The age old question. Which is really better?
Until the last couple of years it looked as though McKinsey was streaking ahead. However, after a scandal in Saudi Arabia and a bit of existential star-gazing, they have been hauled back down to the ground. The joke that BCG were trying to hire McKinsey to learn how to become the leading strategy consulting firm, seems like ancient history.
This article primarily answers people’s interest about which firm is really better and what the differences are. There will be some of you who have offers to work at both firms. We try to answer the questions that both sets of people might have. We have no preference and this shouldn’t impact your decision to apply. McKinsey and BCG are two of the most important and most interesting companies on the planet.
StrategyU break down some of the key stats here:
First and foremost, the two clearly have more in common than in contrast. They are both awesome places to work, full of incredibly brainy people. They are great places to develop and despite the intensity, Glassdoor ranks them both very highly for workplace satisfaction. Perhaps best of all for young consultants, they both have great internal and external exit opportunities.
Although both firms attract great employees, they come in different shapes and sizes. At McKinsey, recruiters go for the traditional All-Star. They currently have 30 Rhodes Scholars on their staff. Apparently. Not only incredibly brainy and from a great school, the McKinsey stereotype has also achieved great things elsewhere in sport, music or otherwise. In the UK for example, many Business Analysts worked at the Oxford Union which is the UK’s most prestigious undergraduate student organisation.
BCG is a bit different. Of course, many people at BCG are also high achiever sin extra-curricular activities. The difference is that they are slightly less corporate. BCG has a highly intellectual reputation and often hires slightly nerdier, maverick types. They are less comfortable glad-handing clients but are immensely cerebral. They are also much more likely to have worked somewhere more bizarre between becoming a consultant. It is not unusual to meet analysts who were musicians etc. Just look at John Legend who worked at BCG before becoming a world famous singer.
The cultures are different in a big way. McKinsey has become notorious for emphasising its uniform culture between offices. On the inside in particular there is a worship of the “firm” and the way it does things. Ethan Rasiel’s book is a great example of this. Ever since the time of Martin Bauer, its founder, McKinsey consultants have done things in the same way.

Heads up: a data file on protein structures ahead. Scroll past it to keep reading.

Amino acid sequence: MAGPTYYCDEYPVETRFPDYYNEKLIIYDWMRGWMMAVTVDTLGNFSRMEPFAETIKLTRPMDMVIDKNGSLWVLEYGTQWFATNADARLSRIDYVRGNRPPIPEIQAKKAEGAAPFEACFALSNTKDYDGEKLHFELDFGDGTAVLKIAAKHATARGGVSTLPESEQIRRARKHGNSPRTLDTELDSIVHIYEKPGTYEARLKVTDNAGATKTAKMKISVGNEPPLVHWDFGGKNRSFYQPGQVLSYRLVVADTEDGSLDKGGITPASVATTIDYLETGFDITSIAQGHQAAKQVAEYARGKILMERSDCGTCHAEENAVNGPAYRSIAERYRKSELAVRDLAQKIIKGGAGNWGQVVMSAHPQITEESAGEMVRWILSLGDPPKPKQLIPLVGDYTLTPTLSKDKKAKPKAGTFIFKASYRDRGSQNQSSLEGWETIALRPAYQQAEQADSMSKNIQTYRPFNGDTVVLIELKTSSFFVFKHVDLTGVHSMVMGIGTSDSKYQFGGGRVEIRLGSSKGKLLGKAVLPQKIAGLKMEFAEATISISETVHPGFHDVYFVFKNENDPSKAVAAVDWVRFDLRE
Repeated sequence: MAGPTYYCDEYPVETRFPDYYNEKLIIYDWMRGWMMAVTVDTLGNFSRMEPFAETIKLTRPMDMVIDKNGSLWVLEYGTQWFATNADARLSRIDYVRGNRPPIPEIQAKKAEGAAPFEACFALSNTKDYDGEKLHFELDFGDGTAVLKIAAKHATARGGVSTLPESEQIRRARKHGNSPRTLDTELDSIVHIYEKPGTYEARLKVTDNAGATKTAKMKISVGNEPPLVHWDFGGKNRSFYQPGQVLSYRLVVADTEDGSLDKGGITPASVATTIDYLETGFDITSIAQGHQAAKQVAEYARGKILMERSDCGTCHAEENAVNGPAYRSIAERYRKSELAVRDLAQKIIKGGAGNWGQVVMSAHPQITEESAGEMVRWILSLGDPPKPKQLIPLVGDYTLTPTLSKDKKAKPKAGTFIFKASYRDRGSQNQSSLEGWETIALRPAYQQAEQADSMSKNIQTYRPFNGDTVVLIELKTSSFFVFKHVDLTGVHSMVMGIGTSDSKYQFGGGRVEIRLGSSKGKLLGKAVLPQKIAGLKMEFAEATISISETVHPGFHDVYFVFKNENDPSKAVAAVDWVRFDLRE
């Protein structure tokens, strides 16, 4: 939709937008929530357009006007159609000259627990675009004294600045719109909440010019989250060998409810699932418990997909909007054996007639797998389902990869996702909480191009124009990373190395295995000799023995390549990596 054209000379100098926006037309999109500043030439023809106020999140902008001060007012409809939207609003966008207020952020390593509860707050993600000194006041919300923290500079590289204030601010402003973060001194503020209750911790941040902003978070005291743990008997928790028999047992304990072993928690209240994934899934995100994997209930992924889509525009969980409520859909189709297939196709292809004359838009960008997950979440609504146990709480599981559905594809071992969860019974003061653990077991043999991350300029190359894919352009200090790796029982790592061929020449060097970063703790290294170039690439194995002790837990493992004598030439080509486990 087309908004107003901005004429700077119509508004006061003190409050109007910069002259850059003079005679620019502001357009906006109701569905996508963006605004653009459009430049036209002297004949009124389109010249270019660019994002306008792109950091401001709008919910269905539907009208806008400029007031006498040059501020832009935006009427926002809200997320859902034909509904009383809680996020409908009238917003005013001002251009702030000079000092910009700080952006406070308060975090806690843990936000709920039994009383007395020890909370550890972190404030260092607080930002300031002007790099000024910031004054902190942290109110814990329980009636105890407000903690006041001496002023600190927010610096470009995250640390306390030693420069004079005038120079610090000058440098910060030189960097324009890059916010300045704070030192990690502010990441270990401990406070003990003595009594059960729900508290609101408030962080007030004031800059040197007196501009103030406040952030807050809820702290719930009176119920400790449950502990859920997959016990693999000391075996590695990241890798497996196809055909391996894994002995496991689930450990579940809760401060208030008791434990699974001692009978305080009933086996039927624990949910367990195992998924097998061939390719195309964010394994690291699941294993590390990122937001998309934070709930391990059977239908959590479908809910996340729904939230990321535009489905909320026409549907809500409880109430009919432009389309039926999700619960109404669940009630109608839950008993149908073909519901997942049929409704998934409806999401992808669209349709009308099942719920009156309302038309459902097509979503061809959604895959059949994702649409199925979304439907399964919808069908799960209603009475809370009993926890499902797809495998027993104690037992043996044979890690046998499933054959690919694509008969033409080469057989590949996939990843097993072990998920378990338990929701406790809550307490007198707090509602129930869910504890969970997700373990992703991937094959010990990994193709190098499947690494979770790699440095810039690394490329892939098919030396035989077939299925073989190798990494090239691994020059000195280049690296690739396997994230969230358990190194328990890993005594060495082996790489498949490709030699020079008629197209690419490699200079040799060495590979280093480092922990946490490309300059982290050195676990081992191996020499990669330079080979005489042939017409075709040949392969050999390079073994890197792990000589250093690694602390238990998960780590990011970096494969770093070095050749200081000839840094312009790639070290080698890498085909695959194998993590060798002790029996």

Bauer remains a touchstone for everything the firm does. This way of doing things is also the same all around the world. In order to become a Senior Partner or the Managing Director, you need to work at multiple offices to get to know and attract the votes of other Senior Partners. When you join the firm, you are told that you can call anyone who works at the firm and ask for advice. Apparently people really do spin round and help you out when you pick up the phone.
BCG is a bit different. BCG put a much bigger emphasis on people’s own way of doing things. Therefore, you may be in a team full of people who each operate differently. This is usually a bonus for creativity and a negative for efficiency. It is also the case that BCG is different in different parts of the world and each office will be run slightly differently. Again, this may match the local culture and interact with businesses more effectively, or it might project a less professional image. There are ‘subcultures’ at BCG where their value add changes in nature.
Finally, the general vibe is a bit different because of BCG’s different service arms. The company simply employs more people through Omnia, Platinion, Gamma etc. They are just that much more technically minded than the average strategy consultant. McKinsey whereas has QuantumBlack, which is much more of a separate, engineering firm. It was acquired rather than built from scratch and usually operates independently whereas BCG’s “bolt-ons” are usually added to project team.
Last but not least, the two companies have different approaches to winning and conducting business. McKinsey operates what the firm calls its ‘top management’ approach. It tries to solve the biggest problems at the biggest companies. This has become less true in recent times as companies have grown and even their small problems are huge ones. However, the key point is that McKinsey loves to work for CEOs. They see it as the natural role and part of their consultants’ development to interact directly with C-suite executives.
On the other hand, BCG orient their services around ‘partnership’. They prefer to conduct changes throughout the organisation. This is likely to be more ‘top-down’ and more ‘end-to-end’. Their digital and data teams are a direct product of this way of working. In order to conduct change through an entire firm from top to bottom, BCG needs to be able to integrate their strategy. They do this using data scientists.
Hopefully this answers your questions! As always, if you have anything more you want to know, get in touch.